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Get to Know Ten Leaders Making Waves in the South


For Immediate Release: April 18, 2019
Contact: Kyle Murphy, (202) 876-2820, kmurphy@aidsunited.org

Get to Know Ten Leaders Making Waves in the South

Community leaders are turning the tide in the Southern HIV epidemic

WASHINGTON, DC – Today AIDS United announced the second cohort of the Southern HIV Impact Fund Leadership Development Program aimed at better equipping ten leaders to respond to the challenges t¬hat HIV poses to the region and ensure the long-term sustainability of the leaders themselves, their organizations and our movement. With a focus on expanding professional networks and improving leaders’ skills, knowledge and resilience, the year-long program provides specialized support tailored to individual goals.

“A strong movement requires strong community leaders,” said Jesse Milan Jr, president & CEO of AIDS United. “That is why we are committed to investing in the personal and professional development of established and emerging leaders from the South. We look forward to working alongside them this year as they work to turn the tide of this epidemic in the region and ultimately our nation as a whole.”

Meant to expand opportunities for regional leaders to avail themselves of professional and peer networking and learning, the Fund’s leadership program offers cross-learning among leaders to build capacity in communities new to HIV work and bring new perspectives to established HIV programs. Selected leaders represent the HIV epidemic in the U.S. South, particularly those who are members of Black, Latinx, queer, and transgender communities; range in roles from Public Policy Director to HIV Services Manager; and span the gamut from new to seasoned professionals.

Graduates of the first-year cohort are already utilizing their leadership training to organize legal clinics and support services for immigrants in North Carolina, challenge discriminatory HIV criminal law in Florida, and start a new HIV prevention and support program in the Mississippi Delta. Additionally, over half of graduates are now in positions with increased responsibilities.

“The majority of HIV funding in the U.S. is directed towards treatment and prevention, with very little going to support capacity building, especially within the most impacted communities, which makes this investment in people of colorand LGBTQ leadership particularly critical,” concluded John Barnes, FCAA’s Executive Director. “The partners of this collaborative recognize the critical opportunity to leverage this funding specifically to cultivate and grow the skills of leaders at the center of the HIV response in the U.S. South, where the majority of new cases are located and where the public health infrastructure is perhaps the most neglected.”

The cohort consists of ten staff members from Southern HIV Impact Fund grantees. Each leader’s organization receives $6,000 to offset any staffing or other costs associated with participation in the cohort, as well as to support conference attendance, certifications, continuing professional education, and more. Leaders of the 2019 cohort are:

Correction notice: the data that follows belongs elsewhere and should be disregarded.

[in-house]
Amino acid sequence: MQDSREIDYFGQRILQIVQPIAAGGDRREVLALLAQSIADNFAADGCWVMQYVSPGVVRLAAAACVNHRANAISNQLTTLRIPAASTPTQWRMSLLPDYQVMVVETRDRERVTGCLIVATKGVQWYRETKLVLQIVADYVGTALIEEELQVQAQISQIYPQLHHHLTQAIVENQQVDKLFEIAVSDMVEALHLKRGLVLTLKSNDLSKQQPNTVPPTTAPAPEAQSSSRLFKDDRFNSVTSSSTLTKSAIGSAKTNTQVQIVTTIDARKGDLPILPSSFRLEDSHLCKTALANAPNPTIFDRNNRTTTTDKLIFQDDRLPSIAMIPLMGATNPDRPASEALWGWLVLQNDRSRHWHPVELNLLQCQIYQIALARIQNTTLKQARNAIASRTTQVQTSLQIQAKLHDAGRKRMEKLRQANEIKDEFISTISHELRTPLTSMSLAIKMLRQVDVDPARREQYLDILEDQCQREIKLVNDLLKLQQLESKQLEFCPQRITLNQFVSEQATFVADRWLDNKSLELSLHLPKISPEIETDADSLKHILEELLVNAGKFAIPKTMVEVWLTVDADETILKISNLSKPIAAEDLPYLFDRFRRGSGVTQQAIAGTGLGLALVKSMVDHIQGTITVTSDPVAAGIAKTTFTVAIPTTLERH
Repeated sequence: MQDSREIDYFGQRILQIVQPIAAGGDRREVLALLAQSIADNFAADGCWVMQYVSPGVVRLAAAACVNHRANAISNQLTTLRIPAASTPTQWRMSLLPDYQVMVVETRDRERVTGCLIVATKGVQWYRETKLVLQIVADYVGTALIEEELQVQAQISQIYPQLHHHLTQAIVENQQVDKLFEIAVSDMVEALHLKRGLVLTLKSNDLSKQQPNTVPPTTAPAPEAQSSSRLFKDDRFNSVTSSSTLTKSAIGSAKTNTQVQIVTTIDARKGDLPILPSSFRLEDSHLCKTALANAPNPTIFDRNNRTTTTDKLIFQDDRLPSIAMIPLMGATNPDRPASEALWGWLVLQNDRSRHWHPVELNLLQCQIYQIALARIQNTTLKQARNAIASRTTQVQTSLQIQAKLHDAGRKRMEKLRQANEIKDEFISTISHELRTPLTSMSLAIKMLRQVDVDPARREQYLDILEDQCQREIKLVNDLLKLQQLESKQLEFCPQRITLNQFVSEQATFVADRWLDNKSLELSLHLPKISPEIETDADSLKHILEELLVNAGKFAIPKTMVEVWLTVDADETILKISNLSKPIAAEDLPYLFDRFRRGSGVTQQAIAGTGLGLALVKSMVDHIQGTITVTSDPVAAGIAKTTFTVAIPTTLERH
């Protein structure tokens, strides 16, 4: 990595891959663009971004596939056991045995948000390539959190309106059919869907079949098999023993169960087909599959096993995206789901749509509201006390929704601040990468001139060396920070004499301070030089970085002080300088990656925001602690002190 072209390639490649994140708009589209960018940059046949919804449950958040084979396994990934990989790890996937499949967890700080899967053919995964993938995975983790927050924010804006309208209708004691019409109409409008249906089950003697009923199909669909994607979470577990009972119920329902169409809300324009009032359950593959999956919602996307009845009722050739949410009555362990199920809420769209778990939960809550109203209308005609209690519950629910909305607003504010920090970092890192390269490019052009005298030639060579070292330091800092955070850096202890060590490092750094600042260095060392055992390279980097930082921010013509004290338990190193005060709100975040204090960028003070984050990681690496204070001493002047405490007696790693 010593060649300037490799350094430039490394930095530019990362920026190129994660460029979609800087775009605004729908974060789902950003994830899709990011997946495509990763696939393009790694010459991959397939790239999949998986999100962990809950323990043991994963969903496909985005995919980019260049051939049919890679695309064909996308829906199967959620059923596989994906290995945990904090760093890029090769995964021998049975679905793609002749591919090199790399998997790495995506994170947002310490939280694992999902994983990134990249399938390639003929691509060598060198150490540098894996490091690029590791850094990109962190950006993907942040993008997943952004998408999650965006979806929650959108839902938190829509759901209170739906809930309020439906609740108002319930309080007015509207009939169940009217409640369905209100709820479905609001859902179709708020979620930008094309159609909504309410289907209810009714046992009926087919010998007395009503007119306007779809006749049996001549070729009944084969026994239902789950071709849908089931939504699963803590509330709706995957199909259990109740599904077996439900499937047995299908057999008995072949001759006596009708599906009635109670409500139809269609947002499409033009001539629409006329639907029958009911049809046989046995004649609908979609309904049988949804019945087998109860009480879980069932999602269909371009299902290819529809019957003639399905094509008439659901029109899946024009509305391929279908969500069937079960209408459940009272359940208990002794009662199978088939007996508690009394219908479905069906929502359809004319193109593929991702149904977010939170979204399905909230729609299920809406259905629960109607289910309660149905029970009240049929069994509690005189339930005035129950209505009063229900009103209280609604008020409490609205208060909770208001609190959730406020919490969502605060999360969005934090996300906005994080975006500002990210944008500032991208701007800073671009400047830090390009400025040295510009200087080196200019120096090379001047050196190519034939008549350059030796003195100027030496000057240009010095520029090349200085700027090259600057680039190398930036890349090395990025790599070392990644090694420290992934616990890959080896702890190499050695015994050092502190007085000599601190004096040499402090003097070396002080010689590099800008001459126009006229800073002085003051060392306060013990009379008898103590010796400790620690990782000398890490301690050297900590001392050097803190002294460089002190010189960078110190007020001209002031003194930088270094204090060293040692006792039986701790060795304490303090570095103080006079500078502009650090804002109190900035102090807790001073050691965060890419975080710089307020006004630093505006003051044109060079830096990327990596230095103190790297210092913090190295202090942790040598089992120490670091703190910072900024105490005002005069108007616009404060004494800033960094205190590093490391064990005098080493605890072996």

• Dwain Bridges, Jr., Director of Operations & Finance, THRIVE SS Inc, Atlanta, GA
  • Cotrencla “Tren” Burkett, HOPWA Support Services Coordinator, AIDS Services Coalition, Jackson, MS
  • Joaquín Carcaño, Director of Community Organizing, Latino Commission on AIDS, Durham, NC
  • Giovanni De Stefano, Peer Support Navigator Lead, Western North Carolina AIDS Project, Asheville, NC
  • Sydney Duncan, Attorney, Birmingham AIDS Outreach, Birmingham, AL
  • Ernie W. Hoskins, Prevention Director, Project ACT, Knoxville, TN
  • Jon Harris Maurer, Public Policy Director, Equality Florida, Tallahassee, FL
  • Mandisa Moore-O'Neal, Litigation Director, Frontline Legal Services, New Orleans, LA
  • Korey Willis, Community Intervention Specialist, Abounding Prosperity, Dallas, TX.
  • Helen Zimba, HIV Services Manager, The Afiya Center, Dallas, TX

“In joining this leadership cohort, I realized that I don’t really get a lot of opportunities to stop and reflect on things I’ve done in the past or plan the work I’m currently doing and hope to do in the near future,” added Mandisa Moore-O’Neal, Litigation Director at Frontline Legal Services. “Having an opportunity to assess myself and my work is invaluable.”

“In this leadership development experience, I am looking forward to learning how to lead within this community,” concluded Kory Willis, Community Intervention Specialist at Abounding Prosperities in Dallas, TX. “I want to help people who are newly diagnosed and need guidance to access and navigate quality care, as well as help people who are negative stay negative. I’m dedicated to ending HIV in the South.” For more information about the program, please visit: www.southernfund.org.



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About the Southern HIV Impact Fund: The Southern HIV Impact Fund is a first-of-its-kind collaborative of the nation’s leading private and corporate funders of HIV-related programming. Convened by Funders Concerned About AIDS in 2017 to coordinate and expand philanthropic efforts in the U.S. South, the Southern HIV Impact Fund is managed by AIDS United and receives support from Gilead Sciences, Ford Foundation, the Elton John AIDS Foundation, ViiV Healthcare, Johnson and Johnson, the Levi Strauss Foundation, and a generous anonymous donor.









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